* * * 

Unravel (verb): To separate or disentangle the threads of a fabric; to free of complication; or to become unravelled.

With my presence hinging on a colonial past, perhaps a life of existential unease was inevitable. Before I was a Pākehā in Aotearoa I was a mzungu in East Africa. My parents were teaching in Kenya when I came to be. We moved to Cypress, Singapore, Abu Dhabi, and finally immigrated to Aotearoa when I was 10. Otherwise known as New Zealand, Aotearoa broke away from Gondwanaland eighty million years ago, its species set adrift on a raft to evolve alone. Its frogs don’t croak, its lizards don’t lay eggs and many of its birds don’t fly. But behind the veil of ecological marvels and postcard scenery lie the deep wounds of colonisation and the invisible creep of psychological unrest that takes young lives without warning.

In February, 2016, a fellow activist invited me to attend a decolonisation training at Waitangi. It was on the Waitangi grounds that treaties between European settlers and indigenous Māori were signed in 1840. Māori never ceded sovereignty of Aotearoa, a crucial point conveniently forgotten by many settlers, and to this day, the New Zealand government. Like many Pākehā, I was woefully ignorant of Aotearoa’s dark past. It’s a familiar and excruciating story of cultural genocide and assimilation. The kind of learning I had to do can’t easily work its way into words. It came from the tension reverberating in the tent, the tones of voices, the raised eyebrows and sharp intakes of breath. I had no idea what white privilege had done to my psychology. There were gaps – gaps in consciousness, gaps in sensitivity. Dehumanising systems threaded their way through my words, my thoughts, my reactions; through my very view of the world and other human beings. My oblivious comments at the gathering hurt people. I hurt people. Our systems went deep, to depths I didn’t know existed. It was a huge shock. What are we doing to each other?

My whole conception of the world was shifting shape at speed. I called one of my best friends, Rupert. We’d known each other since high school, and he was in northland. I was delighted to see that cloud of frizzy hair and big Ruperty grin. I bombarded him with three days of learning and unlearning. But my explanation didn’t hit him with the gravity I was after. I was impatient for him to understand. Desperate. I recalled one woman’s analogy about discussing decolonisation with white people.

‘It’s like when men and women talk together about rape culture – the power inequality of that culture still hangs in the room.’

The conversation took a turn. Sexism. Victim blaming. Something stirred uneasily in my stomach. All those internalised systems… I began piecing fragments together. My heart sped up. The feeling you get at a cliff edge. I’d held the fort for six years. But now… My throat tightened. A nervous smile tugged at the corners of my mouth.

‘Rupert, I’ve protected you for a long time… About Michael.’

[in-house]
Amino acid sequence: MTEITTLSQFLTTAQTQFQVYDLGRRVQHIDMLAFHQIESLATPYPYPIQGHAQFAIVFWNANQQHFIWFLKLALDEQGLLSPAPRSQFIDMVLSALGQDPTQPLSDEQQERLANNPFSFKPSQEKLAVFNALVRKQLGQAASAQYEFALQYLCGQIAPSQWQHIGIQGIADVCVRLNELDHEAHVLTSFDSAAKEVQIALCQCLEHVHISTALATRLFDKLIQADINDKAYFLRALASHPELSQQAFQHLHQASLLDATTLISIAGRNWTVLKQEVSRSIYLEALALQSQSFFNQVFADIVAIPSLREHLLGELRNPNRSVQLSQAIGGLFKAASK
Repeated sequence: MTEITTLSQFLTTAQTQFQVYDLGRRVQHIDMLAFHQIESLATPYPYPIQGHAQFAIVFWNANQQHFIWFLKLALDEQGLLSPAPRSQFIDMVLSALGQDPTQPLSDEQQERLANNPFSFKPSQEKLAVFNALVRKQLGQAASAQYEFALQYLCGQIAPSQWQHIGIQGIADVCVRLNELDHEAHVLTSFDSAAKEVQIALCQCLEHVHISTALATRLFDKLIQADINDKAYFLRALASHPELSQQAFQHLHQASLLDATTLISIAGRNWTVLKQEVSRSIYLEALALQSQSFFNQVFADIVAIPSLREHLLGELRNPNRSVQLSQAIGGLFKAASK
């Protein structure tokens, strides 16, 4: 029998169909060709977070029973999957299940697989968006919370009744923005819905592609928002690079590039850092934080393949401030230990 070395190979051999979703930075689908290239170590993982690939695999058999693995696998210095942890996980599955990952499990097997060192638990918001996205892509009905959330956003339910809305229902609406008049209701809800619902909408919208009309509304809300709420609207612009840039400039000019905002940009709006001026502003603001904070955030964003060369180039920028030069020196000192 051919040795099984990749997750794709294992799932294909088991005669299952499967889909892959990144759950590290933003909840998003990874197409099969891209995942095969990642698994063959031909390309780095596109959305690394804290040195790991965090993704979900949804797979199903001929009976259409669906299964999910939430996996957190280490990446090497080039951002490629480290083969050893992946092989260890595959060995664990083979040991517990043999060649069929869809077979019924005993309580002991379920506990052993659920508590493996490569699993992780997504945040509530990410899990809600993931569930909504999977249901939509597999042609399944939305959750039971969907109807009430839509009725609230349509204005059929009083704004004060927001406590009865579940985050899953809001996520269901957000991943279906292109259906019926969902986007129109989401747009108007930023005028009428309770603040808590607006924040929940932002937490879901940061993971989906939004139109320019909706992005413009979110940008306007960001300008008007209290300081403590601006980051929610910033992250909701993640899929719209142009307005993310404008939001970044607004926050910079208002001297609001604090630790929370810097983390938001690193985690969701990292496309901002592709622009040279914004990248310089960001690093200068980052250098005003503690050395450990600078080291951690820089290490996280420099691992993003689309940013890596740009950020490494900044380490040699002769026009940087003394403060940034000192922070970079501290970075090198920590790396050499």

* * * 

There’s one cushion on the couch on Mark’s office. Square, bold colours, not too squishy. I gripped it on my lap, trying to find my anger. Or sadness. Something. But the feelings are buried too deep, and there’s no map to find them.

‘He sent me a message, years later. He told me he filmed the whole thing. That he’d put it online two years ago, and to my credit it was getting plenty of views.’

Mark answered, evenly.

‘It’s hard to think of a more disrespectful thing you could do to another human being.’

* * * 

Rupert cried out in shock as I spoke. His voice cracking in pain and disbelief, grappling with my words. I shrank back, wary. In all our years of friendship I’d never seen Rupert angry. Michael had been Rupert’s best friend. Mine too. Anger gave way to tears of anguish. I heard myself reassuring him, ‘Water off a duck’s back, mate.’ But I caught the horror on Rupert’s face. Worse was his look of deep, deep concern. And he didn’t know the half of it. That’s when I realised – I was in trouble. And with that, my world fell unexpectedly, and unceremoniously, apart.

* * *

I put down my pad. Too many thoughts whirling in my head for any one to find its way onto paper. Overactive cognition. A defense from feeling, so I’m told. Chaotic yes, confusing – god yes. But it works. Wandering among the pines I collect sticks for a fire. How do you find words for a psychological unravelling? They’re all so neat, so gentle. Through a writer’s lens it’s tempting to romanticise the collapse. The cascade of consciousness was unlike anything I’ve seen. Post-traumatic stress is a fascinating thing. I hope it never happens to you.

* * *

What the hell just happened? What is happening? I knew what Michael did. I was there. Was I? I knew what that was – no I didn’t. No I didn’t. Not like this. Where is this coming from? How did I not know what that was? Oh god. What happened to me? Six years. Six. Why is it happening now? This can’t be what it does. Yes it can. No. Please no. Those are feelings. Those are my feelings. I am feeling. I am a completely different human being. What the fuck happened to me? That’s me, in the mirror. That’s not a body. That’s not an object. I am that body. That’s me. My eyes. They look scared. I look terrified. I am terrified. That’s me? Oh fuck. Oh fuck.

I’ve never been good at keeping secrets. How had I kept this from myself?